• Lack of data– Pebble has not submitted any baseline data to the Army Corps, Pebble has not compiled any baseline data for its transportation corridor and port site and Lake Iliamna, Pebble’s baseline data is out of date (2004-2008) and cannot be relied on for permitting.
  • Lack of state permit applications– Pebble has not submitted any permit applications with the State of Alaska and seems to be forcing the state’s hand to issue its permits quickly as the federal permitting process is already underway.

Lake Region (Nondalton, Iliamna, Newhalen, Pedro Bay, Kokhanok):

  • Transportation Corridor cuts right through salmon streams, berry fields, and subsistence areas.
  • Dust, noise, traffic – all related impacts from road must be examined.
  • Increased boat traffic on the lake will impact: local skiff traffic, subsistence harvests, access to allotments and cabin sites.
  • Gas pipeline through lake could have leaks/ impacts to local fish and seal populations as well as drinking water sources.

 

Kvichak Drainage (Igiugig, Levelock, King Salmon, Naknek, South Naknek):

  • DOWNRIVER – all these communities will suffer downriver effects of mine operation.
  • Transportation Corridor cuts right through salmon streams, berry fields, and subsistence areas.
  • Dust, noise, traffic – all related impacts from road must be examined.
  • Increased boat traffic on the lake will impact: local skiff traffic, subsistence harvests, access to allotments and cabin sites.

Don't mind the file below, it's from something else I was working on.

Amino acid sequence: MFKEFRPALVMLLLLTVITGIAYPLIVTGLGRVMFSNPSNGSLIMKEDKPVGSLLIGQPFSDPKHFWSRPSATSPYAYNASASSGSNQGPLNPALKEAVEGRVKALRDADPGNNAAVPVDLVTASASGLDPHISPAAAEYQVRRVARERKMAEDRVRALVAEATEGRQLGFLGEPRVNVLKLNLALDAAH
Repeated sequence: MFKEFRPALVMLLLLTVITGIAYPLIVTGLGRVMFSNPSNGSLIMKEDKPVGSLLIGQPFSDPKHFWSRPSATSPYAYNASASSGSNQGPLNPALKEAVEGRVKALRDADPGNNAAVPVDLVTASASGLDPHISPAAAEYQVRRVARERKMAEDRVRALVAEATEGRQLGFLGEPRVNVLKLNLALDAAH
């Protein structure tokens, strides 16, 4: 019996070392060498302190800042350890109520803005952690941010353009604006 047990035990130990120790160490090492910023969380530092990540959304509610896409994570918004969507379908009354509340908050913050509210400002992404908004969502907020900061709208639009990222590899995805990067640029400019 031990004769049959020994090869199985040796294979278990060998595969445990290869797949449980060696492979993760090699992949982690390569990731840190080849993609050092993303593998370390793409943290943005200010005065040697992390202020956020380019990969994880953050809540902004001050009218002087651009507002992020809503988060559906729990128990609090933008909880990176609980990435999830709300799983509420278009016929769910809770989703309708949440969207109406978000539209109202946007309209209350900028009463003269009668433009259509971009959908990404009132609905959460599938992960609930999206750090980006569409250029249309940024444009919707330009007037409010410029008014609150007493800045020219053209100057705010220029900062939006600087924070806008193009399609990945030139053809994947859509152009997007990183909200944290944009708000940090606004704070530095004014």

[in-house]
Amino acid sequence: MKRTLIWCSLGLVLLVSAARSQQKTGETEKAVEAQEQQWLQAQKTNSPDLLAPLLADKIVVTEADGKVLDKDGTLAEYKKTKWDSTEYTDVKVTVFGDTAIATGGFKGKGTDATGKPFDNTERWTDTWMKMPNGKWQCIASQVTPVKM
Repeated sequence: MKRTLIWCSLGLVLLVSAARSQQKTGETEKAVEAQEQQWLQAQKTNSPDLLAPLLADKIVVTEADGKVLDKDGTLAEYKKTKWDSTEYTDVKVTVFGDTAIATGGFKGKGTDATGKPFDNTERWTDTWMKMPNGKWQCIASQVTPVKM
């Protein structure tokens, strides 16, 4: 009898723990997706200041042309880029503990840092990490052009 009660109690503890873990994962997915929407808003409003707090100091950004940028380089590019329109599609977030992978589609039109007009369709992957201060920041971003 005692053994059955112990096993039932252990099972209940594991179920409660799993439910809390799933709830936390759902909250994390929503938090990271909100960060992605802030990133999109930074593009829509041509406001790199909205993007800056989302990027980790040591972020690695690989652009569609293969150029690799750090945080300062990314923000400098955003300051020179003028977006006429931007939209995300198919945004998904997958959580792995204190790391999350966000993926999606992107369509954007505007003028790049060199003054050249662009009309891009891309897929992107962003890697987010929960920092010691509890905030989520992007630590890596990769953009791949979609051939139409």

• Increased shipping traffic through Naknek Port.
  • Salmon impacts – largest sockeye home port. Fish go to the Lake to spawn.

 

Upper Peninsula (Egegik, Pilot Point, Port Heiden):

  • DOWNRIVER – these communities are still close enough to the Kvichakdistrict that they will be tied to downriver effects of mine operation.
  • Increased shipping traffic through Naknek Port.
  • Reputation of overall BB fisheries will be harmed by Pebble, regardless of drainage. This means that impacts to the Ugashik district should be analyzed.
  • Mobility – people from these communities come and go for fishing, meaning that they will see and experience impacts from mine development and operation regardless of domicile.

 

Lower Peninsula (Chignik, Chignik Lake, Chignik Lagoon, Perryville, Ivanof Bay):

  • Reputation of overall BB fisheries will be harmed by Pebble, regardless of drainage. This means that impacts to the local districts should be analyzed.
  • Mobility – people from these communities come and go for fishing, meaning that they will see and experience impacts from mine development and operation regardless of domicile.

 

Nushagak Drainage (Koliganek, New Stu, Ekwok, Portage Creek, DLG, Alegnigik, Clark’s, Ekuk):

  • DOWNRIVER – all these communities will suffer downriver effects of mine operation.
  • Reputation of overall BB fisheries will be harmed by Pebble, regardless of drainage. This means that impacts to the Nushagak district should be analyzed.
  • Major subsistence impacts – Koktuli/ Mulchatna Rivers are primary sources of subsistence fish and game harvests.
  • Community drinking water sources will be affected; all villages use Nush water as primary source.
  • Salmon impacts – Koktuli in particular, but Nush drainage over all. For all 5 species.

 

Western Bay (Manokotak, Twin Hills, Togiak):

  • Reputation of overall BB fisheries will be harmed by Pebble, regardless of drainage. This means that impacts to the Togaiak and KLM districts should be analyzed.
  • Mobility – people from these communities come and go for fishing, meaning that they will see and experience impacts from mine development and operation regardless of domicile.